Urinary fractalkine is a marker of acute rejection

Chemokines and their receptors play an important role in the development of allograft rejection through directing mononuclear cell invasion of the graft. To study whether chemokine assays in the urine could prove to be predictive of acute rejection, we measured the urinary excretion of several chemokines, including fractalkine, chemokine monokine induced by interferon-, interferon–inducible protein 10, macrophage inflammatory protein-3, granzyme B, and perforin in 215 allograft recipients and in 80 healthy control subjects.

The 67 patients with acute rejection had significantly higher levels of all urinary chemokines compared to the healthy controls or patients having chronic allograft nephropathy but with stable renal function. Only changes in urinary fractalkine differentiated patients with acute rejection from those with acute tubular necrosis. The 7 patients who lost their grafts had greater urinary fractalkine, interferon-, and macrophage inflammatory protein-3 concentrations than those patients with reversible acute rejection. The area under the receiver operating characteristic curve for fractalkine was the best indicator among all of the markers differentiating 39 patients diagnosed with steroid-resistant from the 28 patients with steroid-sensitive acute rejection and in predicting graft loss. Our study shows that measuring urinary fractalkine levels is a noninvasive approach for detecting acute rejection where high levels were associated with steroid-resistance and poor outcome.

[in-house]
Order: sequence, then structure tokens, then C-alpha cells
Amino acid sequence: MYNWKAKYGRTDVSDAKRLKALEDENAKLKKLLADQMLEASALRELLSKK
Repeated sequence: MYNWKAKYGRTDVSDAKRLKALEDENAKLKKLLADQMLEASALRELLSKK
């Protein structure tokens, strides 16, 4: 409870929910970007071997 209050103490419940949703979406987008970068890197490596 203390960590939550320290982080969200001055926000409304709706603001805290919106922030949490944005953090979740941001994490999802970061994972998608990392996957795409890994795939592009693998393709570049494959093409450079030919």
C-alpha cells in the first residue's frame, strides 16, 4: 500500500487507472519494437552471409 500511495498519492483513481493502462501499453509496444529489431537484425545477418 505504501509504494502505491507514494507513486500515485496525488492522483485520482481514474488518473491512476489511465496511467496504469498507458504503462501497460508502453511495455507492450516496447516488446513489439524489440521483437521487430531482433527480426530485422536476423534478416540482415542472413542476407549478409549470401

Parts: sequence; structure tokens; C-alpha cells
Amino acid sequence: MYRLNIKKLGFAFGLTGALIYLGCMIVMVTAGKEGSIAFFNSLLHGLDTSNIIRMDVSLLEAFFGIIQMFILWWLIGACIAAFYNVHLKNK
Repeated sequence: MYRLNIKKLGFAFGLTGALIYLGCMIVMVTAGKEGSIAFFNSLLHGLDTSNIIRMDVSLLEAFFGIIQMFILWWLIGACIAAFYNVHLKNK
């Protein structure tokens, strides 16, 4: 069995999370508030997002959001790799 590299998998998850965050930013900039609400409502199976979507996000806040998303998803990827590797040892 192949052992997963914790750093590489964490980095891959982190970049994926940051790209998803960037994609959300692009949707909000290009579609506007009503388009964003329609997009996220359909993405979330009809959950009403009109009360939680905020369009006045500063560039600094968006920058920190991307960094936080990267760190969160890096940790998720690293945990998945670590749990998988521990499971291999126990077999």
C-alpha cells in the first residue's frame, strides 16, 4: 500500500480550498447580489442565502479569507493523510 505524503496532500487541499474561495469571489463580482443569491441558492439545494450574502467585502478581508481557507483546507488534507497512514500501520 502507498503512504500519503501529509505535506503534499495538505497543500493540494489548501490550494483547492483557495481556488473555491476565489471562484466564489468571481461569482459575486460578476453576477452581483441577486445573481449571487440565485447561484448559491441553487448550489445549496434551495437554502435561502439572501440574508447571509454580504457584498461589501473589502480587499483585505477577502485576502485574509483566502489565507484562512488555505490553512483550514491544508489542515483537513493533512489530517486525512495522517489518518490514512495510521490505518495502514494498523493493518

Authors: Wenhan Peng, Jianghua Chen, Yuguang Jiang, Jianyong Wu, Zhangfei Shou, Qiang He, Yiming Wang, Ying Chen and Huiping Wang

Reference: Kidney International 74: 1454-1460; Published online, 17 September 2008; doi:10.1038/ki.2008.459

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